Visual and Performance Art for HIV Prevention with Indigenous Youth in the Northwest Territories

Regions: Inuvialuit Settlement Region, Gwich'in Settlement Area, Sahtu Settlement Area, Dehcho Region, North Slave Region, South Slave Region

Tags: social sciences, sexually transmitted infection, youth, sexual health, art

Principal Investigator: Logie, Carmen (12)
Licence Number: 16526
Organization: University of Toronto
Licensed Year(s): 2019 2018 2017 2016 2015
Issued: Sep 07, 2018
Project Team: Candice Lys (Principal Investigator, FOXY ), Dionne Gesink (Co-applicant, University of Toronto), Charlotte Loppie (Co-applicant, University of Victoria)

Objective(s): To explore two arts-based HIV prevention programs that currently work with Northern Indigenous youth in promoting sexual health.

Project Description: The objectives of this research are to:
1. explore experiences and conceptualizations of social and structural contexts of human immunodeficiency virus (HIV) vulnerability (e.g. stigma), and protective factors (e.g. empowerment), among Northern Indigenous youth;
2. build capacity and leadership in HIV prevention and research among Northern Indigenous youth;
3. evaluate the effect of arts-based HIV prevention programs on Northern Indigenous youth’s HIV and sexually transmitted infection (STI) knowledge, cultural connectedness, self-esteem, empowerment and safer sex self efficacy;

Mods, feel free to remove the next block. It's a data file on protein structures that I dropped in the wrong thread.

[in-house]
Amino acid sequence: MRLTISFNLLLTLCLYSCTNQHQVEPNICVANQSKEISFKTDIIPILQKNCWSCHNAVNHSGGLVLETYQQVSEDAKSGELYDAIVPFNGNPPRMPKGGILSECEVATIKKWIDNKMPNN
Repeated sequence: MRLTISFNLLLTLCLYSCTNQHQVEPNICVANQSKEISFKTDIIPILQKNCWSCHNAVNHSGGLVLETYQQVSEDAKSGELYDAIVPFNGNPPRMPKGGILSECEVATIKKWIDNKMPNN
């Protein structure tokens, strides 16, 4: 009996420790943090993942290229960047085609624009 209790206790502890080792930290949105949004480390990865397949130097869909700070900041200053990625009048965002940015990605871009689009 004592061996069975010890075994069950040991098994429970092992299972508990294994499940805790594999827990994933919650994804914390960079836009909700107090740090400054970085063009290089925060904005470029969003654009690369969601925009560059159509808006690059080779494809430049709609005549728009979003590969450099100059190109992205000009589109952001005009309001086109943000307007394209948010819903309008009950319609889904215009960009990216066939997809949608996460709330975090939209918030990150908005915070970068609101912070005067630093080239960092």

4. promote North-North Indigenous partnership building, knowledge exchange/cross-learning, and capacity building among and between Indigenous community-based HIV prevention programs.

These objectives will be met through a two-phase research project:
Phase 1, Arts-based Intervention and Evaluation: will involve a survey and longitudinal qualitative interviews with Northern Indigenous youth participating in arts-based HIV prevention programs; FOXY and Nunavut Sexual Health Drama Program.
Phase 2, Youth Peer Leadership and Training: longitudinal qualitative interviews with Youth Peer Leaders regarding their participation in training and subsequently in co-facilitating arts-based HIV prevention programs.

Phase 1 of the study will evaluate FOXY (Fostering Open eXpression among Youth) and SMASH (Strengths, Masculinities and Sexual Health) in the Northwest Territories (NWT). Participants will be placed into the programs based on their self-identified gender (e.g. men and women workshop groups). The programs will be led by same gendered facilitators in order to ensure participants are comfortable discussing sexual health and facilitators can better relate to participants’ sexual health experiences.